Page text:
In the children's supplement of the family magazine Beyers für Alle (since 1928 children's newspaper by Klaus and Kläre ) published by Leipzig Verlag Otto Beyer , almost 200 articles - stories, poems, puzzles and small feature articles - were published from 1926 to 1932 under the pseudonyms "Klaus" and "Kläre" - written, which, according to the current state of research, are largely made by Kästner. He designed his first larger work, Klaus in the closet or Das ver verkehrte Weihnachtsfest , in July 1927. In the same year he sent the final version to several publishers, who rejected the piece as too modern.

Berlin 1927–1933

Erich Kästner (around 1930)

Kästner's Berlin years from 1927 to the end of the Weimar Republic in 1933 are considered his most productive. In a few years he rose to become one of the most important intellectual figures in Berlin. He published his poems, glosses, reports and reviews in various Berlin periodicals. He wrote regularly as a freelancer for various daily newspapers , such as the Berliner Tageblatt and the Vossische Zeitung as well as for the magazine Die Weltbühne . From 1928 he was supported by his private secretary Elfriede Mechnig , who remained loyal to him for 45 years.

Hans Sarkowicz and Franz Josef Görtz , the editors of the complete edition from 1998, name more than 350 verifiable articles from 1923 to 1933 in the afterword of the volume dedicated to Kästner's journalism; the actual number is likely to be higher. The fact that so much is lost today may have something to do with the fact that Kästner's apartment burned down completely in February 1944.

In 1928 Kästner published his first book, Heart on Taille , a collection of poems from his time in Leipzig. Three more volumes of poetry followed by 1933. With his useful poetry, Kästner advanced to become an important voice of the New Objectivity .

On October 15, 1929, Kästner's first children's book, Emil and the Detectives , was published . The detective story was created at the suggestion of Edith Jacobsohn . The book has been sold over two million times in Germany alone and has been translated into 59 languages ​​to date. For children's literature of the time with its “aseptic” fairy tale worlds, it was extremely unusual for the novel to be set in the present day of the city of Berlin. With Pünktchen and Anton (1931) and The Flying Classroom (1933), Kästner wrote two further contemporary children's books in the following years. The illustrations by Walter Trier played a major role in the success of the books .

Gerhard Lamprecht's film adaptation of Emil and the Detectives was a great success in 1931. Kästner, however, was dissatisfied with the script that Lamprecht and Billy Wilder had written. He then worked as a screenwriter for the Babelsberg studios .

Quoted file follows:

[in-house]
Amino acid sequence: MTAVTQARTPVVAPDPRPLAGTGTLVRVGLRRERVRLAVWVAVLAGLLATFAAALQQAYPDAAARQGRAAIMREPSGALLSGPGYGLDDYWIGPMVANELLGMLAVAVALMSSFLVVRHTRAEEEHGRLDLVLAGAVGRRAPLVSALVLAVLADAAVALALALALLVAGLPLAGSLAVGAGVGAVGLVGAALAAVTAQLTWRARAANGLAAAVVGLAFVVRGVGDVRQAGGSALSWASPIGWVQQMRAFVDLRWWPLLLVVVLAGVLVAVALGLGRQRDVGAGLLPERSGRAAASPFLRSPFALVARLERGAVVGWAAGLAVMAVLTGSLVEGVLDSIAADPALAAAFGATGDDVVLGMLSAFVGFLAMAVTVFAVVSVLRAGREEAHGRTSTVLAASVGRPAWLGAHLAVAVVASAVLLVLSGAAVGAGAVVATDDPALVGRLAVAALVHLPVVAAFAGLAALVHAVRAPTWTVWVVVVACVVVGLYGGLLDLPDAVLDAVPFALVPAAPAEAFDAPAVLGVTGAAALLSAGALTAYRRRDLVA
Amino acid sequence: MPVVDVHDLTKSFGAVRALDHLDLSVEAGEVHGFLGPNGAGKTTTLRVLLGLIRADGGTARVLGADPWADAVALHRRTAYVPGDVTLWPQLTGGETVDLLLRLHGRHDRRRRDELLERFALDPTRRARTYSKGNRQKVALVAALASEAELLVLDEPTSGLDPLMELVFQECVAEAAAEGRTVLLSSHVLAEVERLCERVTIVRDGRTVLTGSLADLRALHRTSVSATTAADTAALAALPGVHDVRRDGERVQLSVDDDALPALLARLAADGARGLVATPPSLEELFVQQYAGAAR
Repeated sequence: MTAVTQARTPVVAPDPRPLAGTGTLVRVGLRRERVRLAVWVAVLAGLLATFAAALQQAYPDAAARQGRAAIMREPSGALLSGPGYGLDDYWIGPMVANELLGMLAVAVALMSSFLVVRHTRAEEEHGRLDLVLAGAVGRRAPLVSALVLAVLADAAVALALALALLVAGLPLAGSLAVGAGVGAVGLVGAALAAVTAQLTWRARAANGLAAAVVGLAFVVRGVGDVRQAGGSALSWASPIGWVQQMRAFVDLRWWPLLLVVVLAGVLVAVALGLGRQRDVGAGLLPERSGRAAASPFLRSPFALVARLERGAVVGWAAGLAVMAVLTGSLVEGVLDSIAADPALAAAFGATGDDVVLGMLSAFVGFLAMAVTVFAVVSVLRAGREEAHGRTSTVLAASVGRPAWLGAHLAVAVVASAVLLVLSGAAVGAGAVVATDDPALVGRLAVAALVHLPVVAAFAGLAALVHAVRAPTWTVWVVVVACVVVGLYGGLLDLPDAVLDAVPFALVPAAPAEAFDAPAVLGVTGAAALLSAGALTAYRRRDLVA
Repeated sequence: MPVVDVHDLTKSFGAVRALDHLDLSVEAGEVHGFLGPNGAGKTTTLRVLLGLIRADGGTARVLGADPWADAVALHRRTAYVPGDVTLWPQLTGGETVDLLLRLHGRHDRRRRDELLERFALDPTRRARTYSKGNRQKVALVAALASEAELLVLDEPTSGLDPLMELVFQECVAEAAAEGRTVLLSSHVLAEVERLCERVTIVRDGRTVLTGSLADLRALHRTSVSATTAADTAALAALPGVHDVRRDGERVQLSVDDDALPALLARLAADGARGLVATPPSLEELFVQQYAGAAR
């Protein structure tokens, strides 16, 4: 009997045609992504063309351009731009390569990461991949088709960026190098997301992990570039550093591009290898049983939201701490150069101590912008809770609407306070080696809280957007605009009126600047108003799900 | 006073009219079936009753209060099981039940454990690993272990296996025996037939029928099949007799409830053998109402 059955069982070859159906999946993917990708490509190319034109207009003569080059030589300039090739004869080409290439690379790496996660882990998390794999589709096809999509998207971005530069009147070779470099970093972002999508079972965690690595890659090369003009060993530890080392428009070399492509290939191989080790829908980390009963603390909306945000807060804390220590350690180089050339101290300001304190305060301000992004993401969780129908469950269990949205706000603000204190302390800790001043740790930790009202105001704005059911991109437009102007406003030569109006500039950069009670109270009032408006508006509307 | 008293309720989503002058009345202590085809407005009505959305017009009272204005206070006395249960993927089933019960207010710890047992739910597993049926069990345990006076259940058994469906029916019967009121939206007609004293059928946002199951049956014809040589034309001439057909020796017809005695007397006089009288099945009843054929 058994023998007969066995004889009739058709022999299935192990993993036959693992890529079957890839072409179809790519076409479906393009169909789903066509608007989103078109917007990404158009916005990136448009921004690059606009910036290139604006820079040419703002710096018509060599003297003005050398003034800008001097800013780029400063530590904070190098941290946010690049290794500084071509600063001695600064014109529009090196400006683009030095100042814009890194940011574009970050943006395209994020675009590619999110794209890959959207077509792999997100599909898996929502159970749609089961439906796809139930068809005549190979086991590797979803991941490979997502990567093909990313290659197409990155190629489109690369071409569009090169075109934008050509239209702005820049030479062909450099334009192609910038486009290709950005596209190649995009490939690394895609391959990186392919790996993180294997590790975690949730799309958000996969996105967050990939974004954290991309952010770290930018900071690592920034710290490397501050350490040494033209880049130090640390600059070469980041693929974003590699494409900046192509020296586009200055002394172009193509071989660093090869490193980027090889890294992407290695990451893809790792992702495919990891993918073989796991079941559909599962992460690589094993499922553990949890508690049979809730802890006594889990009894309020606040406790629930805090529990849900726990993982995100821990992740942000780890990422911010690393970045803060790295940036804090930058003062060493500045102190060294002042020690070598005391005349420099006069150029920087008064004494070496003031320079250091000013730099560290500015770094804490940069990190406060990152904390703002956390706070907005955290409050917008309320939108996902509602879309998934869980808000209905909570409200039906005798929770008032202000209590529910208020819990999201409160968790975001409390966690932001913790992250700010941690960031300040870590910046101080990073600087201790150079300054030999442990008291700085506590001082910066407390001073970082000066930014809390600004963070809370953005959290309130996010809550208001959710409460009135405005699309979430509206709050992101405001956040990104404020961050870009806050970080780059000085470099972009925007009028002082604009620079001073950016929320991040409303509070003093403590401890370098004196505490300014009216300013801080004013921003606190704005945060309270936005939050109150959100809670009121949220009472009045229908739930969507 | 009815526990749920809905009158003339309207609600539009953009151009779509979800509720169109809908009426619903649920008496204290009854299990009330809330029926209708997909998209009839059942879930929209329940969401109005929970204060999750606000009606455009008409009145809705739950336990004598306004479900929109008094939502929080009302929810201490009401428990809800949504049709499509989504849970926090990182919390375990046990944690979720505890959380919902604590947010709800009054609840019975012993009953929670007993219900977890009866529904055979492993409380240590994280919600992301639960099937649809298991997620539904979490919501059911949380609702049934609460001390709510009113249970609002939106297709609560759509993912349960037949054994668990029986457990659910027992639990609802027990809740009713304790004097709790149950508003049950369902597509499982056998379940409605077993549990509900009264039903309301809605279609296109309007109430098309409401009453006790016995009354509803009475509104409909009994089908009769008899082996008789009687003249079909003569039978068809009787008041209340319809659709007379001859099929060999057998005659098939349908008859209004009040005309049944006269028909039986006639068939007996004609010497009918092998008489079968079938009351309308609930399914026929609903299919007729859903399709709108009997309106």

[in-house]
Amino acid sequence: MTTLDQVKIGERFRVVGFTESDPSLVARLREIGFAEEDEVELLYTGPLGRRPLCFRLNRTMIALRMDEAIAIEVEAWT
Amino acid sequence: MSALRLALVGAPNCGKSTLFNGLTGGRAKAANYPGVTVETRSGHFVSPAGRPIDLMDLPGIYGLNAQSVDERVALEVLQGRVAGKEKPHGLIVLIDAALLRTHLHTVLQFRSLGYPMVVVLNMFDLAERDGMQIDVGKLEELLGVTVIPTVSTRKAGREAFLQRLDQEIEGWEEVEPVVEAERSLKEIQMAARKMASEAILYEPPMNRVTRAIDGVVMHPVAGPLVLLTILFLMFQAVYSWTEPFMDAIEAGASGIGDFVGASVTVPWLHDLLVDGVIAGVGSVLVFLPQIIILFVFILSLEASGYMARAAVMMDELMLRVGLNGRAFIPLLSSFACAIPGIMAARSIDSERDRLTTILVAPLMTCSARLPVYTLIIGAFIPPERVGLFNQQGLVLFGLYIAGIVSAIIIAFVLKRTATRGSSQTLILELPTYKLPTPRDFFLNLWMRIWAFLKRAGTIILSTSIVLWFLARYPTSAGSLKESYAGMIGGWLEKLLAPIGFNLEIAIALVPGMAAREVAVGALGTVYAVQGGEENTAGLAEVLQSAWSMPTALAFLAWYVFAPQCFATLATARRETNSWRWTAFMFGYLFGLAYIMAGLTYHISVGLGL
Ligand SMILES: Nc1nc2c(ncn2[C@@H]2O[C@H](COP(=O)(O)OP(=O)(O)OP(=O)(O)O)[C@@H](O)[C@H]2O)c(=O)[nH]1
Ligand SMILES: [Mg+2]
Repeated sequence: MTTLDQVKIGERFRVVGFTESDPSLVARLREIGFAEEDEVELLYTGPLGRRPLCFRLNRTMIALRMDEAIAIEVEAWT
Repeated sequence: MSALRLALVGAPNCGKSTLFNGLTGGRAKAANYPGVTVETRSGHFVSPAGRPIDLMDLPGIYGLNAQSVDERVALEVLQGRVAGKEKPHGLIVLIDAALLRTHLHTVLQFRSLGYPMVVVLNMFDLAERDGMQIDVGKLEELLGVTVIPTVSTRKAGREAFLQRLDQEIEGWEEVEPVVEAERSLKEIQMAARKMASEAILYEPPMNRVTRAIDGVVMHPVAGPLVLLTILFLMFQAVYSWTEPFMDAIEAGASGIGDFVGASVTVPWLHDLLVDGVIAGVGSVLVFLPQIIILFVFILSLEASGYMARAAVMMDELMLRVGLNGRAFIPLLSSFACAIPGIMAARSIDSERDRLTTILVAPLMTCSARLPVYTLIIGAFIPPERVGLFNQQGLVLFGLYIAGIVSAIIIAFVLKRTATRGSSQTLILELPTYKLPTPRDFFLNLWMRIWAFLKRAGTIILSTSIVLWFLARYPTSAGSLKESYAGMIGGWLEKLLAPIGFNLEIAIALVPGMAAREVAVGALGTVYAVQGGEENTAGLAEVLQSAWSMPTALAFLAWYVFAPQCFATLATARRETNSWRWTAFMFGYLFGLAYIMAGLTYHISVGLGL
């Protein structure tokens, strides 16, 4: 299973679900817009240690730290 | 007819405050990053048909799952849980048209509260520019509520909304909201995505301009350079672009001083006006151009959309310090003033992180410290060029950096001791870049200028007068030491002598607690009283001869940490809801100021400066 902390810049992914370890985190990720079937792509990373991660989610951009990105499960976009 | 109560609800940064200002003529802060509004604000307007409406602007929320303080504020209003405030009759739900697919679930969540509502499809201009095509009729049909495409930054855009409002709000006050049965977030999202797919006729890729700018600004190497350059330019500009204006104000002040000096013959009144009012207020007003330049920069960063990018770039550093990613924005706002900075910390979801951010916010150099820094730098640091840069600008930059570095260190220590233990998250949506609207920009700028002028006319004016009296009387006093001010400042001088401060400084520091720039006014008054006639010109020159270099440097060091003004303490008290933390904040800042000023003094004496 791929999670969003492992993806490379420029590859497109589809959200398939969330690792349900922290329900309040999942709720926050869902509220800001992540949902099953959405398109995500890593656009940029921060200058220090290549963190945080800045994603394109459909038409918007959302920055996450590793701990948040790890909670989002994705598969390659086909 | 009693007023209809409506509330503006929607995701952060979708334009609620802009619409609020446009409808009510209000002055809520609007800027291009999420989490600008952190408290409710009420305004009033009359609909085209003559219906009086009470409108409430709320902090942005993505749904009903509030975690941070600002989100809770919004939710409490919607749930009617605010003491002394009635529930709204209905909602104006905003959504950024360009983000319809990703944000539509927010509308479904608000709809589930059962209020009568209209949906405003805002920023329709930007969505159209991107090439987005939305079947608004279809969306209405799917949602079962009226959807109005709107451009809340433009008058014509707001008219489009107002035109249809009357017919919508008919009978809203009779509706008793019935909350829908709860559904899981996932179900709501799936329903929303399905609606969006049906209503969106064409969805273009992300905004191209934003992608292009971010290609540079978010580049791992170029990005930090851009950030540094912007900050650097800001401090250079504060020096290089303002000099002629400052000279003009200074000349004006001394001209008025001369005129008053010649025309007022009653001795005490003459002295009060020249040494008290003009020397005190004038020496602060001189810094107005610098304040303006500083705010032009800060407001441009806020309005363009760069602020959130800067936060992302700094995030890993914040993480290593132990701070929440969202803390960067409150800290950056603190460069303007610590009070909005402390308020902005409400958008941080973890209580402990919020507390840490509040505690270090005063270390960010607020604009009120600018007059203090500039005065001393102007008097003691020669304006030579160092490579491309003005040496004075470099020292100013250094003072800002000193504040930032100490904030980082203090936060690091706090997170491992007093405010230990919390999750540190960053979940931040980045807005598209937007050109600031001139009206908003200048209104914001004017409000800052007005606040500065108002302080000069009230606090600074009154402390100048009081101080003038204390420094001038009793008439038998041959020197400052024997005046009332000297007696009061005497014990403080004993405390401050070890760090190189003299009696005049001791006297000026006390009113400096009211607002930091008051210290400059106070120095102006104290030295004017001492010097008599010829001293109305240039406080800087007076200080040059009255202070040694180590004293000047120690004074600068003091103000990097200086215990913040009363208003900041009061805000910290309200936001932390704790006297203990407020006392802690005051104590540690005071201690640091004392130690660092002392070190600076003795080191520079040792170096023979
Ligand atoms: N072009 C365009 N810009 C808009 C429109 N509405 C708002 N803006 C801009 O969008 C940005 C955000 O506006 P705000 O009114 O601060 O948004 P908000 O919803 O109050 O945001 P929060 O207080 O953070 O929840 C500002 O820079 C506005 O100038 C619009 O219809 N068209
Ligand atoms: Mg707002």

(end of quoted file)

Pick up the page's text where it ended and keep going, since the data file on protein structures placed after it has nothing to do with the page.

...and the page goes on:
Kästner's novel Fabian - The Story of a Moralist , published in 1931, is written in an almost cinematic technique: quick cuts and montages are important stylistic devices. It is set in Berlin in the early 1930s. Using the example of the unemployed Germanist Jakob Fabian, Kästner describes the pace and hustle and bustle of the time as well as the decline of the Weimar Republic. His own activity as a copywriter in Berlin is also reflected in the figure of Fabian.

From 1927 to 1929 Kästner lived at Prager Strasse 17 (today about 12) in Berlin-Wilmersdorf , then until February 1944 at Roscherstrasse 16 in Berlin-Charlottenburg .

Berlin 1933–1945

Berlin memorial plaque on the house at Prager Strasse 6 near the Wilmersdorfer apartment

In contrast to almost all of his colleagues who were critical of the regime , Kästner did not emigrate after the National Socialists came to power on January 30, 1933. Immediately afterwards he went to Merano and Switzerland for a short time , where he also met colleagues who had already emigrated; but then he returned to Berlin. Kästner justified this step by stating that he wanted to be a chronicler of the events on site. In fact, he collected material from the time and made extensive notes in Gabelsberger shorthand in a secret diary for a future novel about the “Third Reich” . He hid this blue-bound book in his library, but during the war he took it with him to the air raid shelter when the bomb went off, which is why it - unlike his four thousand books - has been preserved. But it should be just as important that he didn't want to leave his mother alone. With the epigram Necessary Answers to Superfluous Questions (from: In a nutshell ), he also provided an answer himself, so to speak:

“I am a German from Dresden in Saxony.
Home won't let me go.
I'm like a tree that - grown in Germany -
withers in Germany if need be. "

The National Socialist leadership hated Kästner as a popular, cosmopolitan, metropolitan " asphalt literary ". He was questioned several times by the Gestapo and expelled from the Writers' Union. His works were burned in the public book burning on May 10, 1933 as "against the German spirit" (Goebbels was the third to mention Kästner's name), which he himself observed at close range. Kästner's application for admission to the Reichsschrifttumskammer was rejected because of his “ cultural Bolshevik stance in literature before 1933”, which mainly relates to his signing of the “ Urgent Appeal ” of the International Socialist Combat League in June 1932. This was tantamount to a publication ban in the German Reich . Kästner's friend, the publisher Kurt Leo Maschler, took over the rights from the Berlin publisher Williams & Co. Kästner's books were now published in Switzerland by the Atrium Verlag, which Maschler had founded .

However, Kästner (in contrast to what he and his biographers report about his work during the time of National Socialism ) worked a lot and very successfully under pseudonyms. According to Hermann Kurzke, Kästner was at the height of his productivity and provided the entertainment industry of the “Third Reich” with theater texts and various film scripts (partly as a co-author). The lifelong child was particularly successful ; Marketed abroad and in the post-war period as a book or film under the name Drei Men im Schnee .